The first is that Guede was already in the flat, uninvited, and un-noticed by Meredith, which can only mean that the break -in was genuine but un-noticed by her. The second is that Guede was there by invitation and that their relationship had proceeded by agreement to the contemplation of sexual intercourse when Meredith suddenly changed her mind, unleashing a violent reaction from Guede. The third is that, having been invited in Meredith then thought that he had left, although he had not.

Having looked at the staging we can surely rule out the first hypothesis. As to the second, it does not fit with what is known about Meredith’s personality and the relationship she had been developing with Giacomo. As to the third it is difficult to imagine that in a small flat Meredith would not have checked before securing the front door and preparing for bed.

Massei found it was highly unlikely that one person could have caused all the resulting bruises and wounds by doing the above, including cutting off and bending the hooks on the bra clasp. The actions on the bra clasp alone would necessitate someone standing behind her and using a knife to cut the straps, requiring the attention of both hands from her attacker, during which time Meredith would have had the opportunity to apply some self-defence. It has to be conceded though that this could have happened when she was concussed, though there is no persuasive physical evidence of a concussive blow, or during or after she had been mortally wounded.

Massei concluded that there was little evidence of defensive manoeuvers on Meredith’s part, which to him meant that several attackers were present, each with a distribution of tasks and roles: either holding her and preventing her from making any significant defensive reaction, or actually performing the violent actions. He concluded that the rest of the body of evidence, both circumstantial and forensic, came in full support of such a scenario. He concluded that two separate knives had been used and that one was from Sollecito‘s bedsit.

Although, at the trial, the defence had attempted to explain a scenario whereby a single attacker might have been responsible for the injuries, that there had been multiple attackers was not a scenario with which any court, other than the first appeal court presided over by Hellmann, demurred.

 

Posted on 04/27/17 at 12:58 PM by James RaperClick here for my past posts, via link at top left.
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Friday, April 21, 2017

The Suspicious Behaviour And Evidence Contradicting the Mutual Alibis Of RS And AK

Posted by James Raper





Material from some of my previous posts on TJMK was incorporated into my Justice on Trial. From Chapter 11, this is the first of several posts setting out further material.

Suspicious behaviour is not proof of guilt but it is an addition to the mix and, if there is enough of it, it can be weighty. I have already mentioned in Chapter 6 reservations as to the motive for Knox’x E-mail in view of certain things that did not make much sense.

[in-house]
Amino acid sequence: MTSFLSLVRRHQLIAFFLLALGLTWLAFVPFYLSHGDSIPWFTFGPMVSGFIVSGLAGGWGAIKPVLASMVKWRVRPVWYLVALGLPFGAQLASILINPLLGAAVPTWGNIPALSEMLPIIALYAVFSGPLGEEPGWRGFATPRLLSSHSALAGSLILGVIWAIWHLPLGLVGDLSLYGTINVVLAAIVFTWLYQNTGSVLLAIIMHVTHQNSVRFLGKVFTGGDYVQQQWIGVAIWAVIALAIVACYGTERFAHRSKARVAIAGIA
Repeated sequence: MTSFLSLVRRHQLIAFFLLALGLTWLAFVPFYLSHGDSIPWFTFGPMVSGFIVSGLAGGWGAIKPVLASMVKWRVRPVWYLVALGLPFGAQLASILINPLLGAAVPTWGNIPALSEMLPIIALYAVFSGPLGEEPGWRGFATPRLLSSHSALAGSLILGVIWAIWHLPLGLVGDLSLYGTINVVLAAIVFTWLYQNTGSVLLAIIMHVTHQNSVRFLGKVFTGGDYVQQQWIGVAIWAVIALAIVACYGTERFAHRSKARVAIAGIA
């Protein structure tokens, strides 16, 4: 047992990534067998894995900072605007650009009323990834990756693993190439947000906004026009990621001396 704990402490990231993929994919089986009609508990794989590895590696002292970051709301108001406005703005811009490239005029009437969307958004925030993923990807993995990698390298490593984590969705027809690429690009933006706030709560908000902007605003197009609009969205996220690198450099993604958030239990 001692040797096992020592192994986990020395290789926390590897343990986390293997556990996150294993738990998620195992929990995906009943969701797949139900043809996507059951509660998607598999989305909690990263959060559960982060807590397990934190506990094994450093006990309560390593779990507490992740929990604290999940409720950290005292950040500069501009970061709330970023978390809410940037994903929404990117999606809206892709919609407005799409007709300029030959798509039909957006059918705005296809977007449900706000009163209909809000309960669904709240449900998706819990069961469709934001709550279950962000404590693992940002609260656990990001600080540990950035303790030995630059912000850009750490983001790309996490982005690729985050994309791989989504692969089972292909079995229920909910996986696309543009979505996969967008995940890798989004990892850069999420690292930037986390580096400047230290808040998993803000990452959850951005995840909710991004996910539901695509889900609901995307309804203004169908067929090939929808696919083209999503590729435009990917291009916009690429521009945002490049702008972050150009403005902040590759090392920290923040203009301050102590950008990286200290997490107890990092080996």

Now we can consider what else arises from the testimony of witnesses, from what Knox and Sollecito had to say for themselves in their own words, and from the evidence concerning the phone records and computer analyses.

I have included the Court Exhibit log of calls made and received on the mobile phones for Knox and Sollecito, for the days the 1st and 2nd November 2007, in Appendix C. I did consider whether I should have done this given the telephone numbers referred to. However it is now eight years since the murder and I think it very unlikely that these numbers have not since been changed. In addition, Knox herself has had for some time, and may still have, a similar log for her mobile, covering the period from the beginning of October until a few days after Meredith’s death, on her website.

The relevant behaviour to be covered is from the day before the discovery of the murder up to the time of their arrest and we will discuss how this reflects upon their mutual alibi. As to that alibi we have in evidence Knox’s Memorial but not Sollecito’s statement to the police.

We also have the testimony of Antonio Curatolo and Marco Quintavalle.

Curatolo was a tramp who says that he saw Knox and Sollecito in the square at Piazza Grimana after 9.30 pm on the 1st November, having, as it appeared to him, an argument. They were at the end of the square from which the gates leading to the cottage could be seen.

Quintaville was the owner of a store who said that he saw Knox there at 7.45 am on the morning of the 2nd November.

Both were amongst witnesses unearthed by an enterprising local reporter, Antioco Fois, who stole a march on the police’s own investigation.

I will look more closely at their evidence in the next Chapter.

Knox and Sollecito would certainly have an alibi up until 8.40 pm on the 1st November, and later as it happens. That is because a witness, Jovana Popovic, knocked on Sollecito’s door at that time and spoke to Knox.